12:14 pm
if i've never been put on the supreme court i would still love it, i love being a judge and it was really special role in going back to what i was saying earlier, i think a big part of that was about public service about being in the service of this country that she loves so deeply. >> the last question i'm going to ask you are about her past just to warn you, do you remember your last conversation with her. >> vividly i didn't think it would be the last one we were supposed to talk the week she passed away in the fact that the call kept getting put off, i started to worry that things are not going in the right direction. but we talked about the book and
12:15 pm
how the term was winding up and gone late last year because of the covid pandemic. >> i always tried to make the justice block, ion spent time before we talked trying to think of some funny stories. i'm gonna tell this because of the hope grounding the tell the rest of the story, among others a funny story that i prepared to tell her my kids i cannot get them to go to bed they want to stay up later and later and why is that, i don't know the plane video games or something, it is crazy, every time i yell at them, they yelled down assembling bonding, she just laughter head off and i was so pleased i was able to make a
12:16 pm
lot, she was struggling a little bit, a lot medically and then she asked, she asked how are they doing and what is the prognosis, are they going to be going back to school in person or are they going to be going back on computers. and she went on to talk and we talked about that and she conveyed that she was very worried about my kids more generally and she was really concerned about children all over the world who are being so deeply affected in so many ways, mostly not good by the pandemic and in the future. , i keep thinking back to that because i wrote this book and i don't know who she was but it
12:17 pm
was a special window into where her mind was at the end of her life because she was thinking about others and she was specifically thinking about kids in the future, the next generation and i think that is a window and how she looked ahead in the final days and it's a really special testament to who she was, she died september 18 and then curious i want to put words of what she thought of in the future, but i'm curious it's something she was clearly thinking about and shape the world wasn't at that moment and worried about kids and their place in the world that was very chaotic and not really secure at the moment, talk to me about her mindset at that point.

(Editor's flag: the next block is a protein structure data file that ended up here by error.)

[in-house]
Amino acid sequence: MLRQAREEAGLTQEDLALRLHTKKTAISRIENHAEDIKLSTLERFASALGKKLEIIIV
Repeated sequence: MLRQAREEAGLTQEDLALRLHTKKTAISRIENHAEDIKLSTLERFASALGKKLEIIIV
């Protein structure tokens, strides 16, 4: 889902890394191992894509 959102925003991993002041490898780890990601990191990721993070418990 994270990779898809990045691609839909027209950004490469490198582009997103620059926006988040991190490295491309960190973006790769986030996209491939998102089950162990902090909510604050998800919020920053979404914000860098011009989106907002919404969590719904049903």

12:18 pm
>> i think it's a couple of different things, one i share that i knew and what i speculate. one i cannot decide at the top of her game right until the end, she was marking up drafts that i sent her for the book as extensively as she did 20 years earlier and it's a little embarrassing to admit that and in 20 years i couldn't turn around it's really embarrassing because some of that was happening when she was in the hospital with her she extraordinary assistance in bringing them to her imprinting out my e-mail and put it on top and for the pages of the book marked up, i'm horrified to
12:19 pm
announce this publicly but i think it's a window that she was going right up until the end and asking and sending more pages, even when she was in the hospital just like i was in that is so inspiring the incredible, and how the pandemic was affecting things and she was working on the book of we mentioned thinking about the bottle she had lost that she hoped people would keep waging on voting life, gender equality, race and is a hugely important issue to her and i think all of that was very much on her mind thinking about the future of our country, no one in the summer of 2020 was in the fall of 2020 was doing anything else, she's no different, i think she was troubled by what the pandemic had brought in really alarming
12:20 pm
and a trend of so many leaving the workforce, this is what she worked for all her life and support from both parents. i think if she read some of the stories that i read about women leaving the workforce and child-rearing, the flipside is if she had lived to see it she would've been a static deceive vice president harris ntsc of woman in the office, i think that would've made her so proud and i think i would've made her think back to the work in the effort of the one who came before her inert dreams, she
12:21 pm
like to talk about and she gave a speech at 2019 and for the future of this country, whenever she talked about this how much progress she'd seen in her life and anything about her 87 years, how much progress was accomplished and you can start to understand why she was optimistic and why she believed that we kept doing the work and we would get there. >> this is a great question if you could describe justice ginsburg in three words, what with those three words b. >> great question. resilient, service and hero.
12:22 pm